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Tiling onto wood

Timber floors and ceramic tiles are not natural bedfellows – tiles are inherently rigid and brittle whereas timber floors are flexible. There are many types of wooden floors but in principle the challenges that they present to the tiler are all the result of this mismatch. There are a number of contributing sources of movement in timber floors which need to be considered when fixing ceramic tiles or natural stones.


General deflection due to the applied load

The floor will deflect according to the load applied and the stiffness of the structure (joint size, spacing etc).

If the adhesive is not flexible or laid thick enough to absorb the amount of movement, the tiles will either delaminate or crack. Large tiles will exacerbate the deflection across each tile’s width.

Wooden floor to tile over

Localised movement at unsupported board joints

Creaking in certain places as you walk on the floor

Any inadequately supported joint will cause a highly localised movement which will crack the tile. Joints may be supported by joists, noggings, or each other’s tongues and grooves.

Temperature related expansion and contraction

Wood expands and contracts with changes in ambient temperature at a different rate to mortars, ceramics and stones. As a further complication, timber expands much more across the grain than it does along the grain (this is not really a factor with manufactured boards such as plywood).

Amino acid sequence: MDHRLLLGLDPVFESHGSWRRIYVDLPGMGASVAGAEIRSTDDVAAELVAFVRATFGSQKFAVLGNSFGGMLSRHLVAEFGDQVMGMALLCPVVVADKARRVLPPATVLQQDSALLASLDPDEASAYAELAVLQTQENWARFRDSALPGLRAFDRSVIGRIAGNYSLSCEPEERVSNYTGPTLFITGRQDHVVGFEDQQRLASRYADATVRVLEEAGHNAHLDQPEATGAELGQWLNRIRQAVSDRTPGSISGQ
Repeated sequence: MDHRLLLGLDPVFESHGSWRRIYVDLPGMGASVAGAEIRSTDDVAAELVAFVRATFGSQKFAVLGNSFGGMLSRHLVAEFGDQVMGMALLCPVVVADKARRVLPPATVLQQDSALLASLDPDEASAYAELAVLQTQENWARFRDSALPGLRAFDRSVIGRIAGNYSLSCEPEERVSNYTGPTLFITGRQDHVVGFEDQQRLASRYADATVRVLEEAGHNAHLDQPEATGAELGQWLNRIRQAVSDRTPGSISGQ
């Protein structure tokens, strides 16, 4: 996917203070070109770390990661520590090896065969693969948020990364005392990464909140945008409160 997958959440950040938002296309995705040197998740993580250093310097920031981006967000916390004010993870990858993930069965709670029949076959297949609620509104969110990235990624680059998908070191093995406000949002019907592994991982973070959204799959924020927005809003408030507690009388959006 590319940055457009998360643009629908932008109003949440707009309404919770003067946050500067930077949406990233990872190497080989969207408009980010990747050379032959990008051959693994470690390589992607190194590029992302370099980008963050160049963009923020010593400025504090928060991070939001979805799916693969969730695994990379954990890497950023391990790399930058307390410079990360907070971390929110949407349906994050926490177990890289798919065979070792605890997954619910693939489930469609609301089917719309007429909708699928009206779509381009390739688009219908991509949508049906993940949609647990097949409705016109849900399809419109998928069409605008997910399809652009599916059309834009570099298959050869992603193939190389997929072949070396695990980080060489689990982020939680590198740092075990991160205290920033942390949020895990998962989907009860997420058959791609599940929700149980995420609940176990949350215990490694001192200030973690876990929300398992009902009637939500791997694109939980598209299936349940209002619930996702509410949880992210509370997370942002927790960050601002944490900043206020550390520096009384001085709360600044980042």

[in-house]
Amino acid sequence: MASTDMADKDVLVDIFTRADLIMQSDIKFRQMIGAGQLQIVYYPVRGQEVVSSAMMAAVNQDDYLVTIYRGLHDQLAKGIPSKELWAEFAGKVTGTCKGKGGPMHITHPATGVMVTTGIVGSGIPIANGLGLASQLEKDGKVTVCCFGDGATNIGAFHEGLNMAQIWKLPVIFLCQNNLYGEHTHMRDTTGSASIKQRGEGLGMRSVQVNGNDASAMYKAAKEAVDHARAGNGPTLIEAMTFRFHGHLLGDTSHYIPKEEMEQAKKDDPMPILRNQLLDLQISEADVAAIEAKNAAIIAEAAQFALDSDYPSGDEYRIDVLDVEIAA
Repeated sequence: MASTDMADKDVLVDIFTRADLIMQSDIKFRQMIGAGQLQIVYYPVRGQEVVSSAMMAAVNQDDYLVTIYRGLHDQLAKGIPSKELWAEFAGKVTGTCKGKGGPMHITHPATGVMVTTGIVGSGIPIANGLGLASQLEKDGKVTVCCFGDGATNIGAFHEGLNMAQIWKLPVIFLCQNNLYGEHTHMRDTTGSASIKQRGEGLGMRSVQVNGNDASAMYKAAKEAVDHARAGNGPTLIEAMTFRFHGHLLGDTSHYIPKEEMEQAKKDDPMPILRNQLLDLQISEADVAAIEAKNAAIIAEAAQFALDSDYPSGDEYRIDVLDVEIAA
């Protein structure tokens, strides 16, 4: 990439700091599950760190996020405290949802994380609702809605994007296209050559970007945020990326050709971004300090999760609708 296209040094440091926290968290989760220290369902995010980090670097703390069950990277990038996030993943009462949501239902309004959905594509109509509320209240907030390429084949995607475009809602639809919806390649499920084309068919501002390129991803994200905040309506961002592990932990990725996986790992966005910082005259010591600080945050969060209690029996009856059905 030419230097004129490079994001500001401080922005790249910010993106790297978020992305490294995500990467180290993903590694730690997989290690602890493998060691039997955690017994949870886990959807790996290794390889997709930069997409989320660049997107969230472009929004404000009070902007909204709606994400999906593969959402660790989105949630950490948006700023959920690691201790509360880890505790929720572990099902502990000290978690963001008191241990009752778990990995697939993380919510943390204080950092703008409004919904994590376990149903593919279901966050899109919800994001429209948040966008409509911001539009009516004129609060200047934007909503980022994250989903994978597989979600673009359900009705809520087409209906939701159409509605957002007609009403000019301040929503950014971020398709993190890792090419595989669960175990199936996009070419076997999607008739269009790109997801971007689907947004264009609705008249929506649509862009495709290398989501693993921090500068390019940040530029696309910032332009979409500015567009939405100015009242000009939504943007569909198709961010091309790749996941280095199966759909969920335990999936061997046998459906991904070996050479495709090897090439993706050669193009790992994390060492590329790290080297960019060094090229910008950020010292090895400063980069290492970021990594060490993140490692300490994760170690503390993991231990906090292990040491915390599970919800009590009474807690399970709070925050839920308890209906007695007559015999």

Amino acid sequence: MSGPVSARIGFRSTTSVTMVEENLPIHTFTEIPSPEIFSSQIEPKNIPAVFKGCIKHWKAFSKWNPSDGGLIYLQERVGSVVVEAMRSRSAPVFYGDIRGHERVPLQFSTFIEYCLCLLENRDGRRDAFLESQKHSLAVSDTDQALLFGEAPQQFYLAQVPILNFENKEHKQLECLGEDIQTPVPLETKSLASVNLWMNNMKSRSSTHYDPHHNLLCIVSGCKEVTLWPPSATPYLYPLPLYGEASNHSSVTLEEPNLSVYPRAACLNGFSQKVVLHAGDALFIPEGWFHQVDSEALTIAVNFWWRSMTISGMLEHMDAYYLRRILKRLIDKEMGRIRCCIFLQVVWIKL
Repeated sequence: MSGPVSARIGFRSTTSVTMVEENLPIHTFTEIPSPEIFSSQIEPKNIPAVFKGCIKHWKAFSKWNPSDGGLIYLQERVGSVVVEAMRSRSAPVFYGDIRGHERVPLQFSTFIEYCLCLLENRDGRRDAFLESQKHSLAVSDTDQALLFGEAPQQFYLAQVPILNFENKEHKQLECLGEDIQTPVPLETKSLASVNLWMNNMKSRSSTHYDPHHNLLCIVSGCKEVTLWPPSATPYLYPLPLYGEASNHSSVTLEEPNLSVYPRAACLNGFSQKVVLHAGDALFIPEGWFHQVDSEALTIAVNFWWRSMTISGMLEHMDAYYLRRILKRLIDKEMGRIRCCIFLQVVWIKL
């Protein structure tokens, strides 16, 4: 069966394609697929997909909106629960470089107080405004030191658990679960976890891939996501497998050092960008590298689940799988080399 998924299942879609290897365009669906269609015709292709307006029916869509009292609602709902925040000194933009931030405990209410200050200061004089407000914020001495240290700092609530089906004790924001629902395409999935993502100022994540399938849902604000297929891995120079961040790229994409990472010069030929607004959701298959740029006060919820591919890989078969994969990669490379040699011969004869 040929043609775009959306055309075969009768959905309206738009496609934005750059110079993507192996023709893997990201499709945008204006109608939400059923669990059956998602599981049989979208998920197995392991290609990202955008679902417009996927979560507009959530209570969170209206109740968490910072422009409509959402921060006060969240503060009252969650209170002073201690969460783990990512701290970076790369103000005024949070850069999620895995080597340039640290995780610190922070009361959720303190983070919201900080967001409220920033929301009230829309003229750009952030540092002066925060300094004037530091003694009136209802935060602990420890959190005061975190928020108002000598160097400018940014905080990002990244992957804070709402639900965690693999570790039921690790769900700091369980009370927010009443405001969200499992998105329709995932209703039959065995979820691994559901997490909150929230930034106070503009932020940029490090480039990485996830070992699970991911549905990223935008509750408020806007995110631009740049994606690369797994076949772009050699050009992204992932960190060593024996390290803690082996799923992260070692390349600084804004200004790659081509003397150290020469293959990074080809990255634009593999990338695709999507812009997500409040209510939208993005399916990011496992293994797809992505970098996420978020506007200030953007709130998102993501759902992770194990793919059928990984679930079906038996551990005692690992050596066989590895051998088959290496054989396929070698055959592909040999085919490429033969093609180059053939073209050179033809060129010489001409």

Moisture/humidity related expansion and contraction

Wood swells if it gets wet even with changes in atmospheric humidity. This can be a problem in potentially wet areas such as showers and bathrooms and also if the wood is not dry when installed (e.g. if it has been kept outside).


Solution 1: Overboard with plywood or tile backer-board

The most secure system for tiling wooden floors is to screw-fix another layer of boarding over the top of the original timber. This increases the rigidity of the floor, helps prevent localised movement, and if a water-resistant tile backer board is used, it virtually eliminates moisture related movement. Screwing the boards down also helps prevent any pull out of fixings.

Solution 2: Tile directly onto tongue and groove boards or sheets

It is possible to tile directly onto tongued and grooved wooden floors by using a highly polymer-modified adhesive, providing that the floor is rigid enough and the tongued and grooved joints provide effective support. If the tiles are larger than approximately 400 mm square, over-boarding is recommended (See Solution 1).

Solution 3: Tile directly onto non tongue and groove sheets

If the floor consists of sheets that do not support each other, it is necessary to ensure that each edge is fully supported underneath. If the tiles are small (not more than 40 x 40 cm) weber.set Quick Set 6 is adequately flexible.

Solution with the following weber products

Solution 1

weber.set Quick Set 6

A high strength, quick setting cement-based tile adhesive for all tiles.